Most events of these days are of the character of temporary disturbances, which will have little effect on the future of this country. The one great event of the abolition of slavery will be enduring in its consequences; but all the partisan movements and the excitements of the day will in a short time cease to have any influence and be forgotten. Abolition will have no permanent bad effect upon Virginia and the adjoining States, and may not have such an effect upon the Gulf States. Indeed, it will prove beneficial to Virginia, and help to increase her material resources, and increase her population and political power. But all the class of movements and disturbances growing out of party ambition and greed for office and emolument--all the tricks for the gratification of these, which are now alienating the two races in the South and producing anxiety in the public mind, will after a time be frustrated and brought to an end, leaving us not much the worst for the achievements. The current will continue to flow on and present so smooth a surface as to bear no sign that it had ever been disturbed.

We must have peace. A party sustained by hostility and hatred cannot exist in peace. The public mind under a condition of peace cannot be agitated to the height of passion and malignity. The office-hunters and place-holders cannot work up the public feeling to that point when all is quiet and order under a restored equality among the States. Everybody does not want office, and cannot get it. So a whole community is not going to lash itself into a rage because one man wants an office. The furious office-hunters trading upon sectional animosity, will find their capital gone, and their manufactured stories about southern disorders, cruelties, and brutalities, of no avail when the South is able to deny and disprove them--when indeed, she will have power that will command respect; and it will be neither politic nor safe to undertake to malign her.

Thus the war for office and power by warring on communities will break down, and white and black in the South will be left, as they ought now to be, to manage their own affairs without the intervention of outsiders. They will divide without distinction, and express their preferences without respect to the prejudices and passions engendered now under the delusive pupilage of selfish and unscrupulous imported partisans.

In this way we shall pass through a period of annoyance and trouble and reach smooth water in a short time. All that is necessary is calmness and fortitude. A straightforward, dignified policy, while trusting in the justice of an overruling Providence, will insure a triumph. Virginia has the men and the material advantages to insure also a prosperity and growth in physical power that will place her among the first of States in that, as she has been in moral grandeur. This is a certainty; yet there is that in her latitude, atmosphere, and topography, which protects her from that other certainty anticipated by the Charlottesville Chronicle--viz., the being overrun by northern sentiment and morality. The spirit and genius of the people will be Virginian as long as she remains a State. There is every reason against despondency. No man should think that the world was created at his birth, and will end at his death. Our brief experiences are nothing. The river of events will flow on, and all traces of the things we deem so momentous in our day will be washed away.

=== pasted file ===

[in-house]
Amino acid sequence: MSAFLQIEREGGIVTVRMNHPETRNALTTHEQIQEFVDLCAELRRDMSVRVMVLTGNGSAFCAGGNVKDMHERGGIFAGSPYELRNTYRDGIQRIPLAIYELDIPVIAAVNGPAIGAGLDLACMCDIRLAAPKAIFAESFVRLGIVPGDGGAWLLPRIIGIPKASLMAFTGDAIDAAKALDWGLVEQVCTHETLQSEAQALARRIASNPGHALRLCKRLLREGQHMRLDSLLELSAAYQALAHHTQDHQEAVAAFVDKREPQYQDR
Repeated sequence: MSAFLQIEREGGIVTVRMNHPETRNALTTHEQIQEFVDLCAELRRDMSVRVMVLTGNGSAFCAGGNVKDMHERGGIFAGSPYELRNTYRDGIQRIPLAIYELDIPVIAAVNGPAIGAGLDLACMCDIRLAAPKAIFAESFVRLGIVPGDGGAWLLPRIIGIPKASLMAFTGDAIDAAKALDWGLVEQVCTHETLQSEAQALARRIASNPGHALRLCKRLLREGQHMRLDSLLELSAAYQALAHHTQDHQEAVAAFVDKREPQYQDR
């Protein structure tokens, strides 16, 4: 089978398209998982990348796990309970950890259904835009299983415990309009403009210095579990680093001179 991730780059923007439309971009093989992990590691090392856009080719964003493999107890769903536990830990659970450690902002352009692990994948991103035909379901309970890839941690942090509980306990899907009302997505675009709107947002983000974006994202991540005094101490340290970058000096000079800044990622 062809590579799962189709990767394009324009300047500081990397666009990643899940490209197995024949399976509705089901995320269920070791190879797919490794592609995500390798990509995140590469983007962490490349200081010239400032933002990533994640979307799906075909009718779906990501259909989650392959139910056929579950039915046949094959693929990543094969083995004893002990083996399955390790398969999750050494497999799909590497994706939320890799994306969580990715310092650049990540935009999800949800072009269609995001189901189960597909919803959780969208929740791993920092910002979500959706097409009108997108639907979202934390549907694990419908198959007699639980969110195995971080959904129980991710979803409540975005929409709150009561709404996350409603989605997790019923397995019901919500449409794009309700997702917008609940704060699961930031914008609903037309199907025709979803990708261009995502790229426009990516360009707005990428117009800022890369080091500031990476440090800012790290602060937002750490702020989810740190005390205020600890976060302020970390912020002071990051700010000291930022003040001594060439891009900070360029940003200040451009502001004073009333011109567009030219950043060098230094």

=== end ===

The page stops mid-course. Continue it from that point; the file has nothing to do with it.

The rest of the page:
Who Do You Spite?
(Column 02)
Summary: The editors agree with the Petersburg Index in pointing out that refusing to register to vote spites only friends, not Radical Republican enemies.
A Conference Suggested
(Column 03)
Summary: The paper endorses the call of the Charlottesville Chronicle for a "conference of patriots" to meet to form a conservative party that can challenge the Republican and Reconstruction, and promote the "welfare of the state."
To the People of the South
(Column 03)
Summary: The Manassas Ladies' Memorial Association sends out a plea for citizens to help in their efforts to restore the soldier's cemetery.
Full Text of Article:

Manassas, June 15, 1867.

The Ladies' Memorial Association of Manassas, appeal to you to aid them in collecting and suitably interring the remains of the gallant men who fell fighting, gloriously, for you and yours, on this ever memorable field. The victories gained have sent a thrill of joy through every Southern heart and home, but, still, the bones of those who gave their lives to gain them, lie uncared for and unnoticed. Our immediate section of country was so devastated by the war, that we are not able, unaided, to perform the work before us. A site has been donated for the Manassas Cemetery, and here we propose to gather together the remains of all who fell in this region. We ask every one who lost a friend here, not only to render us all the aid possible, but to communicate with the President of the Association, and give all the information they can, about where their friends are buried, their Brigades, Regiments, Companies &c. We do not deem it necessary to make a stirring or eloquent appeal to the friends of the brave boys whose bones now whiten the "Plains of Manassas." The fact that thousands, from every State and County in the South, fell here, should be enough to make every one give his mite in aid of so noble a work, on so proud a field.
For the Association,
Mrs. Sallie E. Fewell.,

Papers throughout the South, Maryland, Missouri and Kentucky please copy.

The Important Question
(Column 03)
Summary: The editors warn southern blacks that they will shortly have to compete with white immigrant labor, a battle they will most likely loose.
Full Text of Article: